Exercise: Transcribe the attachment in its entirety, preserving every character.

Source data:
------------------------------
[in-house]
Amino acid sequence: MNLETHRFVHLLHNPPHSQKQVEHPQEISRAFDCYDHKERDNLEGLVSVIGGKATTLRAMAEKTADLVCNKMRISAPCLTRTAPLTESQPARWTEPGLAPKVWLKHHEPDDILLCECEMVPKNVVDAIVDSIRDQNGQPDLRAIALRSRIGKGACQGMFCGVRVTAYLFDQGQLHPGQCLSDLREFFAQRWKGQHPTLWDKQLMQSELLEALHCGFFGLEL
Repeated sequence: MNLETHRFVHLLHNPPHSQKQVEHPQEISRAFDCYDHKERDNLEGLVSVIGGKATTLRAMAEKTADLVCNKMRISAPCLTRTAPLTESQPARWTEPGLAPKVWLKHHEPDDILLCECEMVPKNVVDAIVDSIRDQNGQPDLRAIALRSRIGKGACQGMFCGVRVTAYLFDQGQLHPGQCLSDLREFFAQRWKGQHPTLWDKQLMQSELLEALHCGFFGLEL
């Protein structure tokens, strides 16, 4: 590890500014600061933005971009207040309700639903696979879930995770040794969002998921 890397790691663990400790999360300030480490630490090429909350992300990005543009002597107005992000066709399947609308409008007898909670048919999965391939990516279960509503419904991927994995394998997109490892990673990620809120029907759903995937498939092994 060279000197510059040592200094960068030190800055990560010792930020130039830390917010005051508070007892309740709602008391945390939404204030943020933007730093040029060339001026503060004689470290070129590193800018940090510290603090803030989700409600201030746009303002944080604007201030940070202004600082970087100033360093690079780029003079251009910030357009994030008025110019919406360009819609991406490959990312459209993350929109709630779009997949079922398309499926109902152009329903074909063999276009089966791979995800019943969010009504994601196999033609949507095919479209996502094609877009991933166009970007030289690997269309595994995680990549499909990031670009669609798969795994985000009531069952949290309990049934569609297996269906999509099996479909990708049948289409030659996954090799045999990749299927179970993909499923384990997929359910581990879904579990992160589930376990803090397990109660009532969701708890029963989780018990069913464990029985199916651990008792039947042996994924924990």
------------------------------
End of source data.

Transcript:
[in-house]
Amino acid sequence: MNLETHRFVHLLHNPPHSQKQVEHPQEISRAFDCYDHKERDNLEGLVSVIGGKATTLRAMAEKTADLVCNKMRISAPCLTRTAPLTESQPARWTEPGLAPKVWLKHHEPDDILLCECEMVPKNVVDAIVDSIRDQNGQPDLRAIALRSRIGKGACQGMFCGVRVTAYLFDQGQLHPGQCLSDLREFFAQRWKGQHPTLWDKQLMQSELLEALHCGFFGLEL
Repeated sequence: MNLETHRFVHLLHNPPHSQKQVEHPQEISRAFDCYDHKERDNLEGLVSVIGGKATTLRAMAEKTADLVCNKMRISAPCLTRTAPLTESQPARWTEPGLAPKVWLKHHEPDDILLCECEMVPKNVVDAIVDSIRDQNGQPDLRAIALRSRIGKGACQGMFCGVRVTAYLFDQGQLHPGQCLSDLREFFAQRWKGQHPTLWDKQLMQSELLEALHCGFFGLEL
């Protein structure tokens, strides 16, 4: 590890500014600061933005971009207040309700639903696979879930995770040794969002998921 890397790691663990400790999360300030480490630490090429909350992300990005543009002597107005992000066709399947609308409008007898909670048919999965391939990516279960509503419904991927994995394998997109490892990673990620809120029907759903995937498939092994 060279000197510059040592200094960068030190800055990560010792930020130039830390917010005051508070007892309740709602008391945390939404204030943020933007730093040029060339001026503060004689470290070129590193800018940090510290603090803030989700409600201030746009303002944080604007201030940070202004600082970087100033360093690079780029003079251009910030357009994030008025110019919406360009819609991406490959990312459209993350929109709630779009997949079922398309499926109902152009329903074909063999276009089966791979995800019943969010009504994601196999033609949507095919479209996502094609877009991933166009970007030289690997269309595994995680990549499909990031670009669609798969795994985000009531069952949290309990049934569609297996269906999509099996479909990708049948289409030659996954090799045999990749299927179970993909499923384990997929359910581990879904579990992160589930376990803090397990109660009532969701708890029963989780018990069913464990029985199916651990008792039947042996994924924990």